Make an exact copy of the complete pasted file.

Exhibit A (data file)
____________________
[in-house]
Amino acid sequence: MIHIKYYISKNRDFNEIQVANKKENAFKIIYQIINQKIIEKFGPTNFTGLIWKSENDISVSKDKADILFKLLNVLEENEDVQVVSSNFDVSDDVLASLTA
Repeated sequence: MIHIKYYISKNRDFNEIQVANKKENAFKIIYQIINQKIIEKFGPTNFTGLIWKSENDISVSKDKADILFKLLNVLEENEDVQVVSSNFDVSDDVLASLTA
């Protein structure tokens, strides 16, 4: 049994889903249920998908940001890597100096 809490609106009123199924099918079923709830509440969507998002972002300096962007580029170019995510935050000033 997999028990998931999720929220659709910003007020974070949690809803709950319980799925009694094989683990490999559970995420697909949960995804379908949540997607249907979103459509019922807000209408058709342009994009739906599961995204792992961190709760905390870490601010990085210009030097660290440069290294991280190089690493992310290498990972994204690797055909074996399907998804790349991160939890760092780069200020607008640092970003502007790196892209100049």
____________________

[in-house]
Amino acid sequence: MIHIKYYISKNRDFNEIQVANKKENAFKIIYQIINQKIIEKFGPTNFTGLIWKSENDISVSKDKADILFKLLNVLEENEDVQVVSSNFDVSDDVLASLTA
Repeated sequence: MIHIKYYISKNRDFNEIQVANKKENAFKIIYQIINQKIIEKFGPTNFTGLIWKSENDISVSKDKADILFKLLNVLEENEDVQVVSSNFDVSDDVLASLTA
């Protein structure tokens, strides 16, 4: 049994889903249920998908940001890597100096 809490609106009123199924099918079923709830509440969507998002972002300096962007580029170019995510935050000033 997999028990998931999720929220659709910003007020974070949690809803709950319980799925009694094989683990490999559970995420697909949960995804379908949540997607249907979103459509019922807000209408058709342009994009739906599961995204792992961190709760905390870490601010990085210009030097660290440069290294991280190089690493992310290498990972994204690797055909074996399907998804790349991160939890760092780069200020607008640092970003502007790196892209100049």